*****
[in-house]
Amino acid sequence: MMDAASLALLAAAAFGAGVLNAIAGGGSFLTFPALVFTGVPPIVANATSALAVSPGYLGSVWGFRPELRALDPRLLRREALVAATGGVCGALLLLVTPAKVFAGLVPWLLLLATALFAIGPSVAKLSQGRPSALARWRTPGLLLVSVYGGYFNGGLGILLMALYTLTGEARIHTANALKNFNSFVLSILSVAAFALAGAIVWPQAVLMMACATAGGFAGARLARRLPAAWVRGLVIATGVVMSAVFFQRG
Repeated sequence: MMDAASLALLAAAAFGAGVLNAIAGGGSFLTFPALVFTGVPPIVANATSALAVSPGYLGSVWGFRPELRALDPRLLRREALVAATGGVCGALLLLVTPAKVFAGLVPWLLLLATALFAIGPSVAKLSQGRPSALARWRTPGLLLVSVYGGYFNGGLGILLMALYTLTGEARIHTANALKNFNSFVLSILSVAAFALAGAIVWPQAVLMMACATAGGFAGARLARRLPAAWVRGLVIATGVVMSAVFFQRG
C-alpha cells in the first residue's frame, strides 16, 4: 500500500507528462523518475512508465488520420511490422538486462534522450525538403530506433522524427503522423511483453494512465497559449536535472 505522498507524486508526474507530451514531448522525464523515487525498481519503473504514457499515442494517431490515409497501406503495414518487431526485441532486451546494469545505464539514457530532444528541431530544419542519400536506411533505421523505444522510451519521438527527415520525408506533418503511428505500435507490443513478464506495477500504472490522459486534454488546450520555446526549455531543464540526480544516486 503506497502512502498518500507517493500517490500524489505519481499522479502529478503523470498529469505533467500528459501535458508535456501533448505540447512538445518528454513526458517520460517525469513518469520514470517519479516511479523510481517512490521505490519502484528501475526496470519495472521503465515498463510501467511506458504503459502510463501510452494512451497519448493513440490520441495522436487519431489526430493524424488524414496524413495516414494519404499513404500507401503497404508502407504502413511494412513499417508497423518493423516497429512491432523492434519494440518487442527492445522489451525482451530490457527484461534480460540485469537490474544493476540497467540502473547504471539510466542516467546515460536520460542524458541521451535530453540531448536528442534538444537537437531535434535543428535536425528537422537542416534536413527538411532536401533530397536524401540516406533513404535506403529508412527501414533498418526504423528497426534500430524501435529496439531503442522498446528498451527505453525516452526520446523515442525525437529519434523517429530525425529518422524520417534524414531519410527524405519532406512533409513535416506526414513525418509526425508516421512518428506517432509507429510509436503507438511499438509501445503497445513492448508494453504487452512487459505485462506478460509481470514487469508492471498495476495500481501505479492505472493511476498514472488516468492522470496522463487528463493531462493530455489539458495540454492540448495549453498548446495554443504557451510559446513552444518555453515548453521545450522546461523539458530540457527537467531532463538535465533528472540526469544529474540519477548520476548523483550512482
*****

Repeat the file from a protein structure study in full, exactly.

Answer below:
[in-house]
Amino acid sequence: MMDAASLALLAAAAFGAGVLNAIAGGGSFLTFPALVFTGVPPIVANATSALAVSPGYLGSVWGFRPELRALDPRLLRREALVAATGGVCGALLLLVTPAKVFAGLVPWLLLLATALFAIGPSVAKLSQGRPSALARWRTPGLLLVSVYGGYFNGGLGILLMALYTLTGEARIHTANALKNFNSFVLSILSVAAFALAGAIVWPQAVLMMACATAGGFAGARLARRLPAAWVRGLVIATGVVMSAVFFQRG
Repeated sequence: MMDAASLALLAAAAFGAGVLNAIAGGGSFLTFPALVFTGVPPIVANATSALAVSPGYLGSVWGFRPELRALDPRLLRREALVAATGGVCGALLLLVTPAKVFAGLVPWLLLLATALFAIGPSVAKLSQGRPSALARWRTPGLLLVSVYGGYFNGGLGILLMALYTLTGEARIHTANALKNFNSFVLSILSVAAFALAGAIVWPQAVLMMACATAGGFAGARLARRLPAAWVRGLVIATGVVMSAVFFQRG
C-alpha cells in the first residue's frame, strides 16, 4: 500500500507528462523518475512508465488520420511490422538486462534522450525538403530506433522524427503522423511483453494512465497559449536535472 505522498507524486508526474507530451514531448522525464523515487525498481519503473504514457499515442494517431490515409497501406503495414518487431526485441532486451546494469545505464539514457530532444528541431530544419542519400536506411533505421523505444522510451519521438527527415520525408506533418503511428505500435507490443513478464506495477500504472490522459486534454488546450520555446526549455531543464540526480544516486 503506497502512502498518500507517493500517490500524489505519481499522479502529478503523470498529469505533467500528459501535458508535456501533448505540447512538445518528454513526458517520460517525469513518469520514470517519479516511479523510481517512490521505490519502484528501475526496470519495472521503465515498463510501467511506458504503459502510463501510452494512451497519448493513440490520441495522436487519431489526430493524424488524414496524413495516414494519404499513404500507401503497404508502407504502413511494412513499417508497423518493423516497429512491432523492434519494440518487442527492445522489451525482451530490457527484461534480460540485469537490474544493476540497467540502473547504471539510466542516467546515460536520460542524458541521451535530453540531448536528442534538444537537437531535434535543428535536425528537422537542416534536413527538411532536401533530397536524401540516406533513404535506403529508412527501414533498418526504423528497426534500430524501435529496439531503442522498446528498451527505453525516452526520446523515442525525437529519434523517429530525425529518422524520417534524414531519410527524405519532406512533409513535416506526414513525418509526425508516421512518428506517432509507429510509436503507438511499438509501445503497445513492448508494453504487452512487459505485462506478460509481470514487469508492471498495476495500481501505479492505472493511476498514472488516468492522470496522463487528463493531462493530455489539458495540454492540448495549453498548446495554443504557451510559446513552444518555453515548453521545450522546461523539458530540457527537467531532463538535465533528472540526469544529474540519477548520476548523483550512482